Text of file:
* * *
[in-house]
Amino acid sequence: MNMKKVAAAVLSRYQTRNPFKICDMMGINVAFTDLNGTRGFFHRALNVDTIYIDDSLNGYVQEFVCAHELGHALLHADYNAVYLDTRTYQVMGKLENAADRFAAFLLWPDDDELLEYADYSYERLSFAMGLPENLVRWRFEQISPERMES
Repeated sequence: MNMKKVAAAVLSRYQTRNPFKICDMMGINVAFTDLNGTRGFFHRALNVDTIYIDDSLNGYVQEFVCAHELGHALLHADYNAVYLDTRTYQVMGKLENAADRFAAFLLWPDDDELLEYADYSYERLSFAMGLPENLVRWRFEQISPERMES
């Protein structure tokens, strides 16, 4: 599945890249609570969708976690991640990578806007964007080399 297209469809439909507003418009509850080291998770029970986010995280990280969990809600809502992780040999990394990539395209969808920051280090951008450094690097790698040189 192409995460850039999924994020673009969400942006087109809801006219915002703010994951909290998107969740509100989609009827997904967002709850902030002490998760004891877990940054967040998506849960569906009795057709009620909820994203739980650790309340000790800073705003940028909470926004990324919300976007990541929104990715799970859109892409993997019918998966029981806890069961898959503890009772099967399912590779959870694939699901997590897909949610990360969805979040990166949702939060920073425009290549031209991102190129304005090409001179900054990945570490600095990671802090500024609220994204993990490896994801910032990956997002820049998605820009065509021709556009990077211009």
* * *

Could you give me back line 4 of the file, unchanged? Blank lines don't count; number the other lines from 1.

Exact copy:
């Protein structure tokens, strides 16, 4: 599945890249609570969708976690991640990578806007964007080399 297209469809439909507003418009509850080291998770029970986010995280990280969990809600809502992780040999990394990539395209969808920051280090951008450094690097790698040189 192409995460850039999924994020673009969400942006087109809801006219915002703010994951909290998107969740509100989609009827997904967002709850902030002490998760004891877990940054967040998506849960569906009795057709009620909820994203739980650790309340000790800073705003940028909470926004990324919300976007990541929104990715799970859109892409993997019918998966029981806890069961898959503890009772099967399912590779959870694939699901997590897909949610990360969805979040990166949702939060920073425009290549031209991102190129304005090409001179900054990945570490600095990671802090500024609220994204993990490896994801910032990956997002820049998605820009065509021709556009990077211009």